For the first time, UFC announced Tuesday, it will roll into the Canadian province of Manitoba, bringing all the makings of a quality card. On Wednesday ESPN.com reported that interim UFC bantamweight champion Renan Barao will fight tough Eddie Wineland in the main event. With Dan Henderson meeting Rashad Evans and Mauricio "Shogun" Rua rematching a spectacular Pride contest against Antonio Rogerio Nogueira, Zuffa will have no problem filling the MTS Centre on June 15. Also, Tyron Woodley is slated to fight Jake Shields at welterweight, which should draw some intrigue considering Woodley's impressive UFC debut.
Winnipeg is the fifth Canadian city to welcome the UFC, and it should probably tip its cap to westerly neighbor Vancouver. Or, more precisely, the Vancouver City Council. Last year around this time, UFC president Dana White said the Octagon wouldn't head back to Vancouver until 2014 at the earliest. In addition to the fact that the council let a two-year trial period for MMA expire, the reality of promoting the sport in Vancouver, even though UFC made money for its two events there, was ridiculous because of indemnification and insurance costs. The powers that be didn't want UFC in town, which they made clear.
Fair to say, as UFC's head for Canada Tom Wright did, Vancouver seemed to think UFC supporters might act a lot like Canucks fans.
Well, Winnipeg's gain.
Barao's summer booking against Wineland signals that bantamweight champion Dominick Cruz is nowhere near being ready to return to the cage. Cruz's trainer, Eric Del Fierro, confirmed as much. In the champ's place, Barao has been an admirable temp. Wineland's speed and power could present challenges for the defensive-minded Brazilian. It's a solid fight.
Even with a title bout on the card, Henderson-Evans may carry the most intrigue. Both men are coming off less than impressive losses. Evans was convincingly worse, and he has a lot to answer for. Is the man mentally broken after Jon Jones? There are people who know him that think he is. Based on Evans' performance -- lack thereof, really -- against Nogueira, something has to give. Henderson is definitely the wrong guy to be timid against, though the 42-year-old wrestler might finally be old. Henderson wasn't sharp or active against Lyoto Machida, but that could have been a symptom of the Brazilian's quickness and countering ability. Henderson matches up well with Evans and I'd peg him the early favorite.
Building up Rua's second fight with Nogueira should be as easy as cutting highlights of the first contest. It was that good. Shogun was at the top of his game in 2005, a year in which he went 5-0 and defeated Quinton Jackson, Nogueira, Alistair Overeem and Ricardo Arona. Of that group, only Nogueira managed to go the distance. This was just a war of attrition, an incredible contest.
Expectations will be high.
Injury bug bites Bellator
It’s official: Bellator has caught the injury bug.
Last week it was Daniel Straus’ hand. This week, Douglas Lima’s. Bellator moved Lima’s welterweight tournament final bout against Ben Saunders off a March 21 event in Maine (the card features lightweights Marcin Held and Dave Jansen after that bout was postponed because of injury after originally being slated for this Thursday) and should have it lined up for sometime this summer. Since Ben Askren already has a waiting contender in unbeaten 22-year-old Andrey Koreshkov, the news about Lima isn’t such a big deal.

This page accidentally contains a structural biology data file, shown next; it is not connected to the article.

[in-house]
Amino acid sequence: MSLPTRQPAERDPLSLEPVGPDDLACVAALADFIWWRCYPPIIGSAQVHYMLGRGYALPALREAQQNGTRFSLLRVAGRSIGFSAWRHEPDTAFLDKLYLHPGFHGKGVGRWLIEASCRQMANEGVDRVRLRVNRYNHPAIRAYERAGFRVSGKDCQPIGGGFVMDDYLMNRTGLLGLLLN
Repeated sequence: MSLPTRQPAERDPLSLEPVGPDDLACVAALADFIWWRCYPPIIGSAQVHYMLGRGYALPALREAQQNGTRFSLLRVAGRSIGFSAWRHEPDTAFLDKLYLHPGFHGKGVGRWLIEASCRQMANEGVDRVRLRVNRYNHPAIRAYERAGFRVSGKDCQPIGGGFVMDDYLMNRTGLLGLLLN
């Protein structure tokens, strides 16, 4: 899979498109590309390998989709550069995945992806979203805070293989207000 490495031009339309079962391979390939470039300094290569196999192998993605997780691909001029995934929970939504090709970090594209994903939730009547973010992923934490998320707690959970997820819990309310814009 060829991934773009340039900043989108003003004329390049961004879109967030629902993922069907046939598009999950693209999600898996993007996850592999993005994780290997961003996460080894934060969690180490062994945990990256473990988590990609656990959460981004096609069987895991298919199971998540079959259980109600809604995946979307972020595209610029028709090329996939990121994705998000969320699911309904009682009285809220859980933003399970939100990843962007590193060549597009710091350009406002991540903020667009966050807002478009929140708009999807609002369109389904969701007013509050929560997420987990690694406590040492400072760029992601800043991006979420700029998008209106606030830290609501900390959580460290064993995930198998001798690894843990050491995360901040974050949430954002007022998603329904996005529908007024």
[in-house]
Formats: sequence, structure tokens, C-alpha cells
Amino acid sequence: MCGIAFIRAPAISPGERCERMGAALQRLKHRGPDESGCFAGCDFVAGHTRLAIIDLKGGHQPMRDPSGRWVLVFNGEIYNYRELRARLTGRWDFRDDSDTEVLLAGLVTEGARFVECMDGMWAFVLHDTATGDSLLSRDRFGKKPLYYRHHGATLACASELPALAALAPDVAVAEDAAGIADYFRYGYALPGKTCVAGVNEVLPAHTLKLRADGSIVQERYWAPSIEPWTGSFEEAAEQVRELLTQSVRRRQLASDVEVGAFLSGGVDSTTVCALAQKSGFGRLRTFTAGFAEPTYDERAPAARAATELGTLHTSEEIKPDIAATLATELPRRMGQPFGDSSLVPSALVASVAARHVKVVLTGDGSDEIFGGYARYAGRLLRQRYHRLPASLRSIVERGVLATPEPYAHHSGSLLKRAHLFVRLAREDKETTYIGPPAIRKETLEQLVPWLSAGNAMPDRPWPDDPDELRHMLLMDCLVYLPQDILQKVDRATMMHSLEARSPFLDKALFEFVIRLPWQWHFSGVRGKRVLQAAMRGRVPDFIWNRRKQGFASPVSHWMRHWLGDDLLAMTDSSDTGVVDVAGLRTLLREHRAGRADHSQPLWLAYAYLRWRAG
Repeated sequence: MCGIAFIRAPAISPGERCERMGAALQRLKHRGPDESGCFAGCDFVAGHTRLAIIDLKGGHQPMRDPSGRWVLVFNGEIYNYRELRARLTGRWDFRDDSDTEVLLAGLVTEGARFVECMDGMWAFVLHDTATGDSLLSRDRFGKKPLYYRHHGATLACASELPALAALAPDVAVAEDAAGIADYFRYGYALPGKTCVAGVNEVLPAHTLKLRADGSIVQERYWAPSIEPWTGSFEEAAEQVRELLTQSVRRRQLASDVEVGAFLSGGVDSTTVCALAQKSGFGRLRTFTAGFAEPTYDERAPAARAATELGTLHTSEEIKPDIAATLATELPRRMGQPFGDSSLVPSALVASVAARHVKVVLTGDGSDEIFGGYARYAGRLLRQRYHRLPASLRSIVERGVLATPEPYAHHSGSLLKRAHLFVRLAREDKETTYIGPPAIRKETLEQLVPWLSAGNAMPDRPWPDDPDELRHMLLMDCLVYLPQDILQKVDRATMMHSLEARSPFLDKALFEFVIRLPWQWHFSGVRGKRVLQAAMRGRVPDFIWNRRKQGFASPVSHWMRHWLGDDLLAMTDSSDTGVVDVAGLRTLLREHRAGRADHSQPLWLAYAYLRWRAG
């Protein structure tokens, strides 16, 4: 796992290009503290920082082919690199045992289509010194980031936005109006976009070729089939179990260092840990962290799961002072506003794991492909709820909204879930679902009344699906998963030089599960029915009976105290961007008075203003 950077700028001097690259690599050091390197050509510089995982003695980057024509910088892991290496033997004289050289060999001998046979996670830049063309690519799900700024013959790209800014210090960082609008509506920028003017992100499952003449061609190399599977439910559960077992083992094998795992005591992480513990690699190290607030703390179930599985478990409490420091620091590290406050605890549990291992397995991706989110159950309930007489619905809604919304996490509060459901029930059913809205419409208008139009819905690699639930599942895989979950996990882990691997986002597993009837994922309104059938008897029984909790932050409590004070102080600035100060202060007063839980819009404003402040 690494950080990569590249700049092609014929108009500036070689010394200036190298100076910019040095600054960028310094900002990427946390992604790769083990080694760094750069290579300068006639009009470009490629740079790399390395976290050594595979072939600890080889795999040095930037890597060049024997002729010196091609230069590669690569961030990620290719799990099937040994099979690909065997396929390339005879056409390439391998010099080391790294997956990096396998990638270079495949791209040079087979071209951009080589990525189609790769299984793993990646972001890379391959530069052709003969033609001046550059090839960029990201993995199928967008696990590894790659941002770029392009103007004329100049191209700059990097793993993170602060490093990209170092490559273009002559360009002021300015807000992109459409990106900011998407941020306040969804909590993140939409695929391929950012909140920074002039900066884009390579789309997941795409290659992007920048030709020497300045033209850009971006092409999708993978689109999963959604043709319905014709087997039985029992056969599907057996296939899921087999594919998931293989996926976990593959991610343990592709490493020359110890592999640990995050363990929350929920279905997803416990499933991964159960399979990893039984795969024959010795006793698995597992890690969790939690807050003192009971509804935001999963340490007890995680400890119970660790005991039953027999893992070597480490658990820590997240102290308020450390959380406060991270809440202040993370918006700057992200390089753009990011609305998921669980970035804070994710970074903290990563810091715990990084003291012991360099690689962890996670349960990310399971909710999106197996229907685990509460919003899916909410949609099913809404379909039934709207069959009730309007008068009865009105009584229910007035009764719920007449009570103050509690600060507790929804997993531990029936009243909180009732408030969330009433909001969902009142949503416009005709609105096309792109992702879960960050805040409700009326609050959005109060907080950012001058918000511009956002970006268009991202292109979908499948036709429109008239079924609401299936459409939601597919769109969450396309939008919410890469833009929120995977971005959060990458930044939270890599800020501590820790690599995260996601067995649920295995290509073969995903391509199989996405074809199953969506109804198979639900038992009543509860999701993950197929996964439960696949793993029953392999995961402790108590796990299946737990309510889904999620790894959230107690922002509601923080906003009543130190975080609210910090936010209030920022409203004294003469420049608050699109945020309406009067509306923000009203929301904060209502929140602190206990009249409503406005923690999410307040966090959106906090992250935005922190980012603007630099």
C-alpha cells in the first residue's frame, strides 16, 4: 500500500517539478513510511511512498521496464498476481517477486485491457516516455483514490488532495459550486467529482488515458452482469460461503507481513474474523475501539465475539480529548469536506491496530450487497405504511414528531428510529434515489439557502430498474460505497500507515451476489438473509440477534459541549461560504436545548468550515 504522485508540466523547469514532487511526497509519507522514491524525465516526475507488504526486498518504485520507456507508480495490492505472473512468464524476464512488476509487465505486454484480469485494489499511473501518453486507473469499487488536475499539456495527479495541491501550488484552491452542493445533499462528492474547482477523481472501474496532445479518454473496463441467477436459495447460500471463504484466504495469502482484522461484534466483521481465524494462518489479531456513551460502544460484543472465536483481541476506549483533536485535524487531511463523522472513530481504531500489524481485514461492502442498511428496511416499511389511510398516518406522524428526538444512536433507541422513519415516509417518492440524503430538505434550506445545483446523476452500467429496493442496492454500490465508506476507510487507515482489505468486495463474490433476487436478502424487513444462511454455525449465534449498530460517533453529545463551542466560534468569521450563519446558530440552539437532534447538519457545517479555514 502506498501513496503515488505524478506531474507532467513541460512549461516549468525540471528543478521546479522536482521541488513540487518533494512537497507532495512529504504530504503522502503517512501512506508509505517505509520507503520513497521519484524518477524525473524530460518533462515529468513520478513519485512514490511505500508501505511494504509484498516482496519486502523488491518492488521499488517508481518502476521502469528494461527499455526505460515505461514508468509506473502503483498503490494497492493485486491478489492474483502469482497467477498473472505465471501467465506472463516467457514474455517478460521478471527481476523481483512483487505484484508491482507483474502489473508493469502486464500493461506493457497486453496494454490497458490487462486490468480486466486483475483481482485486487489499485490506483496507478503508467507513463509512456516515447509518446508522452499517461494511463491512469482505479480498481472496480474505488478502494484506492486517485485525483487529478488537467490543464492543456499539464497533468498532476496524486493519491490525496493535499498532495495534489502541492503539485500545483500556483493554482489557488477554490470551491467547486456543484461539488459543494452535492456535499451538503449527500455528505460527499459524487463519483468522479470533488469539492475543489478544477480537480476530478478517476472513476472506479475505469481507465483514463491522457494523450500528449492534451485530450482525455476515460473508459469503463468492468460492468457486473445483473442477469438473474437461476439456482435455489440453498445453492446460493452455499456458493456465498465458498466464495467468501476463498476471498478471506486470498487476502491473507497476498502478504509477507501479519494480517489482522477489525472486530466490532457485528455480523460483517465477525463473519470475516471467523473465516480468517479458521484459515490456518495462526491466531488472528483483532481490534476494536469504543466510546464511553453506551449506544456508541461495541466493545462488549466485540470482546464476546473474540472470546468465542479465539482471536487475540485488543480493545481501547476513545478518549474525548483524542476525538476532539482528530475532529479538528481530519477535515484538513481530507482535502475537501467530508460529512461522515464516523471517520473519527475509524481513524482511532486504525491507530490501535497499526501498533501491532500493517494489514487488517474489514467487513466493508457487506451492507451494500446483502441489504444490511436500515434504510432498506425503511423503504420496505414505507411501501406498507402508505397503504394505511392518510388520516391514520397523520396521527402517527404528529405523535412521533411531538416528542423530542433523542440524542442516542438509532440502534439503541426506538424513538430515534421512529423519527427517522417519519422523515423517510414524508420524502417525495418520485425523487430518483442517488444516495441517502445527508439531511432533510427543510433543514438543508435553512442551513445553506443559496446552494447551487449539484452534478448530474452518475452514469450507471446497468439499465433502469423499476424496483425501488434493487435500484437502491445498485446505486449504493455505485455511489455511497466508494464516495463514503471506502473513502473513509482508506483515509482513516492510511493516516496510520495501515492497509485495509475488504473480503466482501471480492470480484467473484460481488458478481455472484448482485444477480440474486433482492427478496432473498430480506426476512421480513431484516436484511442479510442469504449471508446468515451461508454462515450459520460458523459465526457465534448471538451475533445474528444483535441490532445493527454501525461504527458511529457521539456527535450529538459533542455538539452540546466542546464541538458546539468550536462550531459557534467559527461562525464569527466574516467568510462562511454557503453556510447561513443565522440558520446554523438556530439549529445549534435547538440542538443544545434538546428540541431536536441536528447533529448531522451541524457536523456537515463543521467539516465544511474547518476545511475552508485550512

It just goes to show, however, that Bellator’s good luck streak with injuries and tournaments was bound to hit a rough patch. So it has.
As for Thursday at the Pechanga Resort and Casino in Temecula, Calif., Bellator offers semifinal bouts at 185 and 145.
The featherweights are where it’s at.
Marlon Sandro takes on Magomedrasul Khasbulaev (everyone just calls him “Frodo”). And on the other side of the bracket, Alexandre Bezerra fights Mike Richman, which should be the best contest on the card.
Still, compared to Bellator 92’s off-TV undercard, the middleweights are world class. Spike.com streams Bellator prelims, and let’s just say up front this set isn’t worth your time. Most of the fighters are local and not very good. Or, worse yet, long washed up if they were decent to begin with. But if guys such as Cleber Luciano and Shad Smith sell tickets, hey, alright.
Fight you most want to see
SportsNation is asking fans to rank the best fight MMA can make right now .
After a day’s worth of voting, Jon Jones against Anderson Silva is ahead by a wide margin. No surprise, really. Silva versus Georges St-Pierre is second. And Cain Velasquez taking on Jones currently ranks third.
Topping my group was Silva-GSP. I guess I’m just tired of all the talk. It’s been four years since this was first discussed and if GSP beats Nick Diaz on March 16 and if Silva handles Chris Weidman in July, it really needs to happen.
Silva-Jones, second as I ranked 'em, requires no embellishment. It’s a surefire spectacle. But as tremendous as it would be for the fighters, fans and UFC, Jones has work remaining at 205 before he needs to concern himself with Silva.
No. 3 on my list: St-Pierre against Johny Hendricks. I love this at 170. If Hendricks and the UFC champion take care of business in Montreal in less than two weeks, I think fans will be clamoring for this contest. They should, but SportsNation suggests it’s the sixth most appealing fight behind Jones-Daniel Cormier, Benson Henderson-Jose Aldo and the three previously mentioned.
Curious was the lack of interest in Dominick Cruz against Renan Barao at 135. Maybe Cruz has been on the shelf too long? I don’t know. I like that fight a lot. Barao has been top notch, and possesses everything he needs to beat Cruz. Least interesting to me, for a variety of reasons, is GSP and Rory MacDonald.
Zuffa, make ‘em happen.